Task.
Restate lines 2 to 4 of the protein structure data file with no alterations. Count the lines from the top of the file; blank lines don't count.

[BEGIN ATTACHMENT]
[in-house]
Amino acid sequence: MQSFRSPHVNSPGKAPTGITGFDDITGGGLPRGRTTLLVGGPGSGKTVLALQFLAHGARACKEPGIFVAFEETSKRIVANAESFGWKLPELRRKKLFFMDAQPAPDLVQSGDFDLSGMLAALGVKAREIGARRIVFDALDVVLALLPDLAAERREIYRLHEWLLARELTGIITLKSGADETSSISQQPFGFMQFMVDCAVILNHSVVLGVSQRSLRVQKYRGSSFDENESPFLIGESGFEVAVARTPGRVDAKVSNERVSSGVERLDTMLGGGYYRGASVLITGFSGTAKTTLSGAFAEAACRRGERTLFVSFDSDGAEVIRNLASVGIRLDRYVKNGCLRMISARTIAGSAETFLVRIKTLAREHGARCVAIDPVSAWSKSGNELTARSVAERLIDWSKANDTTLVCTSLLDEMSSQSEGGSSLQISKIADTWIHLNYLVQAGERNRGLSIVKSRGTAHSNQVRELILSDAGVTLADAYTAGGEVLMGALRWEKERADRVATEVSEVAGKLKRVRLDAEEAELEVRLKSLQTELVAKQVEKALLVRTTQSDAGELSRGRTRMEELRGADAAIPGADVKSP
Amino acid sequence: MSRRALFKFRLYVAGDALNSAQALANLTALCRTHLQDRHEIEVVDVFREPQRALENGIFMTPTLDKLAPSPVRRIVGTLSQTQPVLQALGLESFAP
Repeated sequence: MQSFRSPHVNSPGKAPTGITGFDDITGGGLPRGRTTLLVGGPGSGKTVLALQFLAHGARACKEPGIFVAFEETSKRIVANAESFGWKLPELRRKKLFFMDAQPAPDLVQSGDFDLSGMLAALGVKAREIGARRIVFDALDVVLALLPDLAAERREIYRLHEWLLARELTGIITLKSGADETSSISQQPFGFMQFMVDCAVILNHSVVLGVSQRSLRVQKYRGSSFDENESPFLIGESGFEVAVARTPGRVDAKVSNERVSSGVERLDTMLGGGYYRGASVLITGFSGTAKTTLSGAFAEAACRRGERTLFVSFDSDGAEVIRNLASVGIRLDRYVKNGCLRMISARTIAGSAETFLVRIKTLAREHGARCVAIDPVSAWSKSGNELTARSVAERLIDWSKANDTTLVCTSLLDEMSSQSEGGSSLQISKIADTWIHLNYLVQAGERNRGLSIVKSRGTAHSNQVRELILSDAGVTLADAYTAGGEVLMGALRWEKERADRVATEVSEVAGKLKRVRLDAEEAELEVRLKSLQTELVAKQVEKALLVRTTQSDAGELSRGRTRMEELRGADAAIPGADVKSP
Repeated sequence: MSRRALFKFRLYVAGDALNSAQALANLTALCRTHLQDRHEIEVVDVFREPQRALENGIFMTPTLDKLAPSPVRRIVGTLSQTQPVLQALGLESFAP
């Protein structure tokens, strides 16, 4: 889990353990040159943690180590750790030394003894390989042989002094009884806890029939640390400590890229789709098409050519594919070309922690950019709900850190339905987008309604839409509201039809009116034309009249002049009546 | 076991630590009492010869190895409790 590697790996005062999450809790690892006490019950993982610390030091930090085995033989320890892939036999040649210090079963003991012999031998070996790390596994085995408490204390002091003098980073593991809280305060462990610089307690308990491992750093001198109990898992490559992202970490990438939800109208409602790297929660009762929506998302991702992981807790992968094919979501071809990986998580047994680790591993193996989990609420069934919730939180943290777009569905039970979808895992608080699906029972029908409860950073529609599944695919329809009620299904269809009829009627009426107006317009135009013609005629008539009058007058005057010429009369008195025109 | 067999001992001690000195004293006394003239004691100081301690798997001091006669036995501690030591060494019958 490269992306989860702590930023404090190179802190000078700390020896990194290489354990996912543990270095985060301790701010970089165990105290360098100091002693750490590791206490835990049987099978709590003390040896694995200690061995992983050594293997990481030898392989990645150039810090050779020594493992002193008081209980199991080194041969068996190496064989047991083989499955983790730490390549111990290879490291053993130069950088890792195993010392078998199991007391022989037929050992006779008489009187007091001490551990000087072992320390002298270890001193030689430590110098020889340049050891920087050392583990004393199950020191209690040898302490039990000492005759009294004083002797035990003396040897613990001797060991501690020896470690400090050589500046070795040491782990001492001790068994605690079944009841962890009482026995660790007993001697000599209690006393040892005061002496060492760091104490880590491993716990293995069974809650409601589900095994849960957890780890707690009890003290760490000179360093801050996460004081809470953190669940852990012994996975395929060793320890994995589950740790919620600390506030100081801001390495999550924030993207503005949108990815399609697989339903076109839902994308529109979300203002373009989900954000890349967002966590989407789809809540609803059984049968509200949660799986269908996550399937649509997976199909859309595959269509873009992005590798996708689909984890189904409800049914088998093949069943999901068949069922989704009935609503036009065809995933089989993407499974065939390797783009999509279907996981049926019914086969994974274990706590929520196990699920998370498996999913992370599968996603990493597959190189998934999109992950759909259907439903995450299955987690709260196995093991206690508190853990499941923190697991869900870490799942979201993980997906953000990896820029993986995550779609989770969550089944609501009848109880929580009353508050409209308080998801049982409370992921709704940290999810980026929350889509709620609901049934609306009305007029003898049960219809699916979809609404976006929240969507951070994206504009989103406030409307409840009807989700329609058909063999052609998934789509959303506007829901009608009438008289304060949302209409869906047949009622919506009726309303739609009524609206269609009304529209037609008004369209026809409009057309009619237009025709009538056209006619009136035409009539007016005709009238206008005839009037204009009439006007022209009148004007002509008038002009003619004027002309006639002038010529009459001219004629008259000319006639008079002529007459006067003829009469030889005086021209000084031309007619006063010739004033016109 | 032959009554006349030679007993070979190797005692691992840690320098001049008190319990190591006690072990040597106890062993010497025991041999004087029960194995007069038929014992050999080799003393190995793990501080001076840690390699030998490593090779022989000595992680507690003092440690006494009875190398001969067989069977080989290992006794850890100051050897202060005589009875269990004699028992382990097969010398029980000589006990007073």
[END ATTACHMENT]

Amino acid sequence: MQSFRSPHVNSPGKAPTGITGFDDITGGGLPRGRTTLLVGGPGSGKTVLALQFLAHGARACKEPGIFVAFEETSKRIVANAESFGWKLPELRRKKLFFMDAQPAPDLVQSGDFDLSGMLAALGVKAREIGARRIVFDALDVVLALLPDLAAERREIYRLHEWLLARELTGIITLKSGADETSSISQQPFGFMQFMVDCAVILNHSVVLGVSQRSLRVQKYRGSSFDENESPFLIGESGFEVAVARTPGRVDAKVSNERVSSGVERLDTMLGGGYYRGASVLITGFSGTAKTTLSGAFAEAACRRGERTLFVSFDSDGAEVIRNLASVGIRLDRYVKNGCLRMISARTIAGSAETFLVRIKTLAREHGARCVAIDPVSAWSKSGNELTARSVAERLIDWSKANDTTLVCTSLLDEMSSQSEGGSSLQISKIADTWIHLNYLVQAGERNRGLSIVKSRGTAHSNQVRELILSDAGVTLADAYTAGGEVLMGALRWEKERADRVATEVSEVAGKLKRVRLDAEEAELEVRLKSLQTELVAKQVEKALLVRTTQSDAGELSRGRTRMEELRGADAAIPGADVKSP
Amino acid sequence: MSRRALFKFRLYVAGDALNSAQALANLTALCRTHLQDRHEIEVVDVFREPQRALENGIFMTPTLDKLAPSPVRRIVGTLSQTQPVLQALGLESFAP
Repeated sequence: MQSFRSPHVNSPGKAPTGITGFDDITGGGLPRGRTTLLVGGPGSGKTVLALQFLAHGARACKEPGIFVAFEETSKRIVANAESFGWKLPELRRKKLFFMDAQPAPDLVQSGDFDLSGMLAALGVKAREIGARRIVFDALDVVLALLPDLAAERREIYRLHEWLLARELTGIITLKSGADETSSISQQPFGFMQFMVDCAVILNHSVVLGVSQRSLRVQKYRGSSFDENESPFLIGESGFEVAVARTPGRVDAKVSNERVSSGVERLDTMLGGGYYRGASVLITGFSGTAKTTLSGAFAEAACRRGERTLFVSFDSDGAEVIRNLASVGIRLDRYVKNGCLRMISARTIAGSAETFLVRIKTLAREHGARCVAIDPVSAWSKSGNELTARSVAERLIDWSKANDTTLVCTSLLDEMSSQSEGGSSLQISKIADTWIHLNYLVQAGERNRGLSIVKSRGTAHSNQVRELILSDAGVTLADAYTAGGEVLMGALRWEKERADRVATEVSEVAGKLKRVRLDAEEAELEVRLKSLQTELVAKQVEKALLVRTTQSDAGELSRGRTRMEELRGADAAIPGADVKSP